Following the end of the two month sweet potato curing operation the warehouse is used as a cured sweet potato storage facility so that the operator may provide a year-round supply of cured sweet potatoes to his customers. In this regard, the long term storage of sweet potatoes ideally should take place at a holding temperature on the order of 55 F.-60 F. and at a relative humidity of at least 85%. Thus, utilizing the water-to-air heat exchangers 20 as depicted in FIG. 3, the warehouse is provided with near moisture saturated conditioned air throughout the period of November through approximately mid-June for sweet potato storage. It will be appreciated that as weather conditions at the warehouse location vary through the November-June period the operation of the heat exchangers will be controlled accordingly. Also of importance is that during the storage period the sweet potatoes continue their metabolic functions at a rate that generates significant heat in the warehouse--in view of their densely packed arrangement and relatively large volume. Thus, in the southeastern United States, even during the winter months, the primary utility of the heat exchangers, in addition to supplying the desired relative humidity to the warehouses atmosphere, is to cool the warehouse to the desired temperature, as opposed to heating.

In connection with the sweet potato holding period, it may very well be desirable to arrange the warehouse space with fewer partitions and to utilize as few as one or two of the produce conditioners. In this regard, the sweet potatoes may be stacked in a manner substantially different from the double row arrangement illustrated in FIG. 1. However, it is desirable that the sweet potatoes be stacked in such a fashion that a suction air plenum is established so that the conditioning air must pass through the produce prior to being delivered back to the suction port. In certain operations, instead of utilizing the tarp 62 discussed above, the spaces between rows of stored sweet potatoes may be bridged with palletized sweet potatoes or other air permeable containers of sweet potatoes.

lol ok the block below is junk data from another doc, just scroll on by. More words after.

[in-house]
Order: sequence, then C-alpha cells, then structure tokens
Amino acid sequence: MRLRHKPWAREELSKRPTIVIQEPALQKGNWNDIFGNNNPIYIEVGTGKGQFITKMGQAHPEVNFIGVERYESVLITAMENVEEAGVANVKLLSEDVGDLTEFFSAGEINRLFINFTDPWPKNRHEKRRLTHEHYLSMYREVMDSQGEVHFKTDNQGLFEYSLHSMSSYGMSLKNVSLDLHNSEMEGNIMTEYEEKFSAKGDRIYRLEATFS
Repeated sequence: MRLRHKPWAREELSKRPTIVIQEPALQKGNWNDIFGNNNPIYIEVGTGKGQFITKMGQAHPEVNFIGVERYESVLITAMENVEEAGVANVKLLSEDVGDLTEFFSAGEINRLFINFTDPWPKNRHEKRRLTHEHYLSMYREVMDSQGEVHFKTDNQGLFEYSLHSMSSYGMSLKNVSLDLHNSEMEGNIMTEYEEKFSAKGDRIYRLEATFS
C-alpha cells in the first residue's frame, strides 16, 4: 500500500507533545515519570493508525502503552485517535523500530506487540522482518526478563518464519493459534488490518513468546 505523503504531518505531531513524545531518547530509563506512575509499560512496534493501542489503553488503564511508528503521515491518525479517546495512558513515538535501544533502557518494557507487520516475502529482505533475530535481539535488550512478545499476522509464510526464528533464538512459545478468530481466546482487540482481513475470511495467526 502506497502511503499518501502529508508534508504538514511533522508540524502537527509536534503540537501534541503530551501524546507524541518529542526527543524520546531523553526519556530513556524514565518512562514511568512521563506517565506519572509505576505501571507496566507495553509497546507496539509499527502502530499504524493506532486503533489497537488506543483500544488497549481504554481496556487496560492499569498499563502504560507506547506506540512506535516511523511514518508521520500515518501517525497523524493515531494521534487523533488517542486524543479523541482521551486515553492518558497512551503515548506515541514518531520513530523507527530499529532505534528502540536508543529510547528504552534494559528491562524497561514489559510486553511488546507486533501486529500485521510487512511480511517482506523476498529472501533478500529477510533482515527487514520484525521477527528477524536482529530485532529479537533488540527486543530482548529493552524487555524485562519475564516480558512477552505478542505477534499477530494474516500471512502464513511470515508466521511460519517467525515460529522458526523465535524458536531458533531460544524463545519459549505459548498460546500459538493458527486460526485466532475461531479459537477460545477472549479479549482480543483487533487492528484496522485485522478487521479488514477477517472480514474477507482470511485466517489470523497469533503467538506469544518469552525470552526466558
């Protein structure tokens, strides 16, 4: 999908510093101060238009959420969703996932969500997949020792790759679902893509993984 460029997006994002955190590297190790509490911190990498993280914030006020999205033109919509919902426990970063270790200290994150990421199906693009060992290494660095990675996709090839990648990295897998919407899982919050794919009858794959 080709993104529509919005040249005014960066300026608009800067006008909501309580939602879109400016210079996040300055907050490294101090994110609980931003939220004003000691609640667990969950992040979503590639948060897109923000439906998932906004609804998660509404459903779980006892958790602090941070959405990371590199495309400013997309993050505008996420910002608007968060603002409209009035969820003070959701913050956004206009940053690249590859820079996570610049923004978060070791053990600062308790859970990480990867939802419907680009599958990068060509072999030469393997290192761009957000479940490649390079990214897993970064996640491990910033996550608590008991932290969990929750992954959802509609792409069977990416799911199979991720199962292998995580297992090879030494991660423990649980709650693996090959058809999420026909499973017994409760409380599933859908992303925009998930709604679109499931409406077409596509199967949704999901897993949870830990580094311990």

While the present invention has been described in connection with illustrated embodiments, it will be appreciated that modifications may be made without departing from the true spirit and scope of the invention.

Patent Citations
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US5333394 *Jun 17, 1993Aug 2, 1994Chiquita Brands, Inc.Controlled atmosphere container system for perishable products
US5460841 *Dec 19, 1994Oct 24, 1995Chiquita Brands, Inc.Process for ripening bananas and other produce
US5475926 *Oct 13, 1993Dec 19, 1995Binair Groep B.V.Device and method for ripening fruit
US5497698 *Aug 31, 1994Mar 12, 1996Binair Groep B.V.Device for storing fruit, kept in containers placed on a pallet, under controlled conditions
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US6067811 *Jan 27, 1999May 30, 2000Shih; Shu-Yen PengAirtight high humidity cold storage with drawers
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US8783047Sep 8, 2010Jul 22, 2014Tippmann Engineering LLCRack-aisle freezing system for palletized product
CN100526770CAug 11, 2006Aug 12, 2009枣庄冰先制冷设备有限公司Assembly type gas adjusted cold store
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Classifications
U.S. Classification62/62, 62/407, 62/441, 62/442
International ClassificationF25D13/00, F25D17/00, A23L3/3418, F25D23/06, A01F25/08
Cooperative ClassificationF25D13/00, F25D23/069, F25D17/005, A23L3/3418, A01F25/08
European ClassificationA01F25/08, F25D17/00B, F25D23/06D, A23L3/3418, F25D13/00
Legal Events
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Year of fee payment: 8
Jul 31, 1996ASAssignment
Owner name: BANK OF NEW YORK (FORMERLY IRVING TRUST COMPANY),
Free format text: MORTGAGE AND DEED OF TRUST;ASSIGNOR:CAROLINA POWER & LIGHT COMPANY;REEL/FRAME:007945/0113
Effective date: 19400501
Owner name: CUNNINGHAM, W.T., TRUSTEE, NEW JERSEY
Mar 9, 1995FPAYFee payment
Year of fee payment: 4
Jul 25, 1990ASAssignment
Owner name: CAROLINA POWER & LIGHT COMPANY, RALEIGH, NC A NC C
Free format text: ASSIGNMENT OF ASSIGNORS INTEREST.;ASSIGNORS:DAVIS, THOMAS L.;SHELL, JOHN P.;ELLIOTT, ROBERT N. III;REEL/FRAME:005389/0891
Effective date: 19900725
Owner name: NORTH CAROLINA ALTERNATIVE ENERGY CORPORATION, RES